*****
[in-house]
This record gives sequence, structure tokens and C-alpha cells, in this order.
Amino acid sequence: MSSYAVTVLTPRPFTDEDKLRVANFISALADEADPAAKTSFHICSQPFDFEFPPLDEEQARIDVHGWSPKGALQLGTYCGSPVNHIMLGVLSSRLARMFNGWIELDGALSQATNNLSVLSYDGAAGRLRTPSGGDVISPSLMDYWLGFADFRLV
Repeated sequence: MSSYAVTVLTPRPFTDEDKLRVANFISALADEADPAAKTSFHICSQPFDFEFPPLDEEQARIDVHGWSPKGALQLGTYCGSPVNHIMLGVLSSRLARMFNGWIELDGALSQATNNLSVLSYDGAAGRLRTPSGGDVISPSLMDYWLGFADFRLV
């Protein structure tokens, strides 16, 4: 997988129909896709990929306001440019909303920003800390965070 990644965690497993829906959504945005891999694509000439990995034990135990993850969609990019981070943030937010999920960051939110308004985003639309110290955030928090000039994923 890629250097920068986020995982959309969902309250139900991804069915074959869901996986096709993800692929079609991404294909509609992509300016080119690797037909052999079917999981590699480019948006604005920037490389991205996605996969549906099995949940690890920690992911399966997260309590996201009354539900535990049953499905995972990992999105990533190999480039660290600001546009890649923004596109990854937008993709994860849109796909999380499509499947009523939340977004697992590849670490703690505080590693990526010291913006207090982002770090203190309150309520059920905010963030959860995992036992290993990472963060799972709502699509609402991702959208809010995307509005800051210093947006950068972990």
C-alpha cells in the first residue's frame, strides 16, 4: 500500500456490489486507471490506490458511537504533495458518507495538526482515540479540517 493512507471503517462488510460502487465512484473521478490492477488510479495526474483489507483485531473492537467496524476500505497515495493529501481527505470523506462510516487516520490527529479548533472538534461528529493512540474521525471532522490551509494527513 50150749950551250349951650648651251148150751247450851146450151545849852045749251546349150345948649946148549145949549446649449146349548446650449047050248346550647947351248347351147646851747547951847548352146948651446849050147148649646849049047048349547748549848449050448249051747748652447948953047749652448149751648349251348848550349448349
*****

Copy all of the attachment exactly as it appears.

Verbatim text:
[in-house]
This record gives sequence, structure tokens and C-alpha cells, in this order.
Amino acid sequence: MSSYAVTVLTPRPFTDEDKLRVANFISALADEADPAAKTSFHICSQPFDFEFPPLDEEQARIDVHGWSPKGALQLGTYCGSPVNHIMLGVLSSRLARMFNGWIELDGALSQATNNLSVLSYDGAAGRLRTPSGGDVISPSLMDYWLGFADFRLV
Repeated sequence: MSSYAVTVLTPRPFTDEDKLRVANFISALADEADPAAKTSFHICSQPFDFEFPPLDEEQARIDVHGWSPKGALQLGTYCGSPVNHIMLGVLSSRLARMFNGWIELDGALSQATNNLSVLSYDGAAGRLRTPSGGDVISPSLMDYWLGFADFRLV
């Protein structure tokens, strides 16, 4: 997988129909896709990929306001440019909303920003800390965070 990644965690497993829906959504945005891999694509000439990995034990135990993850969609990019981070943030937010999920960051939110308004985003639309110290955030928090000039994923 890629250097920068986020995982959309969902309250139900991804069915074959869901996986096709993800692929079609991404294909509609992509300016080119690797037909052999079917999981590699480019948006604005920037490389991205996605996969549906099995949940690890920690992911399966997260309590996201009354539900535990049953499905995972990992999105990533190999480039660290600001546009890649923004596109990854937008993709994860849109796909999380499509499947009523939340977004697992590849670490703690505080590693990526010291913006207090982002770090203190309150309520059920905010963030959860995992036992290993990472963060799972709502699509609402991702959208809010995307509005800051210093947006950068972990």
C-alpha cells in the first residue's frame, strides 16, 4: 500500500456490489486507471490506490458511537504533495458518507495538526482515540479540517 493512507471503517462488510460502487465512484473521478490492477488510479495526474483489507483485531473492537467496524476500505497515495493529501481527505470523506462510516487516520490527529479548533472538534461528529493512540474521525471532522490551509494527513 50150749950551250349951650648651251148150751247450851146450151545849852045749251546349150345948649946148549145949549446649449146349548446650449047050248346550647947351248347351147646851747547951847548352146948651446849050147148649646849049047048349547748549848449050448249051747748652447948953047749652448149751648349251348848550349448349